Mayor Kathy "Cargo" Rodeman was tired of seeing South Routt businesses, schools and others give year-end bonuses in the form of gift certificates good only at Steamboat Springs businesses.
It didn't make sense to her. Considering the variety of restaurants, stores and services offered in South Routt, "there's just so little you can't get here," Rodeman said.
So, Rodeman decided to do something about it. She created "Oak Creek Gift Certificates," good at almost all Oak Creek businesses. Rodeman's motivation to act quickly was to give the certificates to town employees for their year-end bonuses.
A simultaneous effort on the part of Karrie Littman, board member of the South Routt Economic Development Council, has resulted in "South Routt Bucs," which are redeemable at businesses throughout South Routt County that are members of the EDC. The idea for some sort of South Routt certificate or currency has been floating around for a while, she said.
"We've got some wonderful merchants with some really neat stores and were trying to promote all of our residents to go in and see their stores," Littman said. "Maybe visit stores you've never been to."
The new "currencies" are brightly colored and make nice looking gifts.
The certificates are green, yellow and blue, with a photo of the Flattops in the background and are sold in $10 increments. The "bucs" look more like colorful checks and are sold in $5 increments.
Each has a special stamp to ensure they aren't replicated.
Most important, both women agreed, the certificates and bucs help prevent funds from leaving town.
"It's an incredibly versatile gift that keeps the money here," Rodeman said.
The bucs and certificates are good for a range of services -- restaurant meals, massages, groceries -- and almost anything imaginable, including paying an electric bill to the town of Oak Creek. On the back of each certificate is a list of where it can be redeemed.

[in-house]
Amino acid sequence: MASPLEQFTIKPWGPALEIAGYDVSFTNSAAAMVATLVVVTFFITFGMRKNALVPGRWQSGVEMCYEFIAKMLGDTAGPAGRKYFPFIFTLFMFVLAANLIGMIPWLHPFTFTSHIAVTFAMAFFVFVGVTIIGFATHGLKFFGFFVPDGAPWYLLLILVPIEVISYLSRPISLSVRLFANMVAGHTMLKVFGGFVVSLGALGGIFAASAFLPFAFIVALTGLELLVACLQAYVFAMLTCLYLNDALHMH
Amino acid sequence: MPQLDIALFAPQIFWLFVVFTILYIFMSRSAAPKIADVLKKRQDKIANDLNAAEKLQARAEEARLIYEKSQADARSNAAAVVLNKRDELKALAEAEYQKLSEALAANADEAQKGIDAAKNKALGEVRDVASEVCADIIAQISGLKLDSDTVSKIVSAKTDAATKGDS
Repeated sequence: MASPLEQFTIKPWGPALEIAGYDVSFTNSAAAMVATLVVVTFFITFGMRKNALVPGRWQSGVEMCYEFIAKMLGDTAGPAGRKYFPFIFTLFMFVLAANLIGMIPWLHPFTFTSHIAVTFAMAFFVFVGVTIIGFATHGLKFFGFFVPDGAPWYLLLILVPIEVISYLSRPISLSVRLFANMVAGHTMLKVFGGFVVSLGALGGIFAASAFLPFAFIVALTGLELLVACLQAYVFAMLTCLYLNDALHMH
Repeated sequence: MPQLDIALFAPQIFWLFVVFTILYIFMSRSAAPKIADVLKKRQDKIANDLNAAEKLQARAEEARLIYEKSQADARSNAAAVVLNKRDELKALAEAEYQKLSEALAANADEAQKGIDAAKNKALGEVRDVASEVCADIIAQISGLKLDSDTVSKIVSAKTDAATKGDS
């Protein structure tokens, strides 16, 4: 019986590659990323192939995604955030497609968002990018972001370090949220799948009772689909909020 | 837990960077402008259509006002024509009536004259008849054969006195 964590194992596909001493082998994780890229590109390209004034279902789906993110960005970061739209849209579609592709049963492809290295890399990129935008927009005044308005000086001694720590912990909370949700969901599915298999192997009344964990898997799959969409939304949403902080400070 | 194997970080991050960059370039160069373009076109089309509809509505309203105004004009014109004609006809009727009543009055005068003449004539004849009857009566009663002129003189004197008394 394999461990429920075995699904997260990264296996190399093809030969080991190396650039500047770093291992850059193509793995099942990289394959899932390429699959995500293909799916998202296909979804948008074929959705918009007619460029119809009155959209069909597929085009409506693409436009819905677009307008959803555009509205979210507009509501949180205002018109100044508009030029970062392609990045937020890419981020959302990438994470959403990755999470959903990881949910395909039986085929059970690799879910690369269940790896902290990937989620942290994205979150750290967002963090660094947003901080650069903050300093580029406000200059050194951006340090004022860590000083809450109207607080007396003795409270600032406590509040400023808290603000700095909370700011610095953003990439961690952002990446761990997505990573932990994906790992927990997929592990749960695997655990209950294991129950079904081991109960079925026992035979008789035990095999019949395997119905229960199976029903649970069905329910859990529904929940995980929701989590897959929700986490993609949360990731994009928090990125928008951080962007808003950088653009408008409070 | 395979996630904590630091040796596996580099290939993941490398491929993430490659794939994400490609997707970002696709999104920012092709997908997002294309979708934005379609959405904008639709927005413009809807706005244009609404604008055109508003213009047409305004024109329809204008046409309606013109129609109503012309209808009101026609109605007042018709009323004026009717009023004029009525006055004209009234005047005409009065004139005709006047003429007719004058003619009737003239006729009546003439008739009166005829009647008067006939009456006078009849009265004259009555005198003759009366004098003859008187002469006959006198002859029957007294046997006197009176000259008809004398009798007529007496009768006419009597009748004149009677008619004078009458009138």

Because the currency is in small increments, it makes a great gift for neighbors and friends, Rodeman said.
The currency works using a simple system. A business buys a number of the certificates or bucs to sell, or a resident buys the money directly from the town, and that money goes into a bank account. When someone redeems a certificate or buc, the business brings the paper into the bank, and the money is transferred into the business' account.
There is no profit for anyone, Rodeman said. And there is no risk for participating businesses -- if their certificates or bucs don't sell, they can cash them in at the bank.
"Everyone that has talked to me about them at all is very, very excited," Rodeman said.
Norm Hoskinson, president of The Material Guys in Oak Creek, said he's had customers use the currency already.
"For a long time, the EDC up here has been trying to find some method that would stimulate sales local businesses," Hoskinson said. "This program seems to be helping that."
Eventually, there's hope that the two currencies could merge.
Rodeman and Littman agreed that the bottom-line benefit is more money that stays in the town.
"We're all small merchants at this end of the valley, and it's key that our community supports us so that we can continue to provide the services and products," Littman said.
Support from the South Routt community makes it possible for local businesses to thrive and last, she said.
And when the businesses already in the area do well, it is an attraction for other services and businesses to "venture our way," she said.
Rodeman said that using the certificates and bucs show support for the community.
"It's a definite way that each and every person that lives here can keep our town economy stimulated," Rodeman said.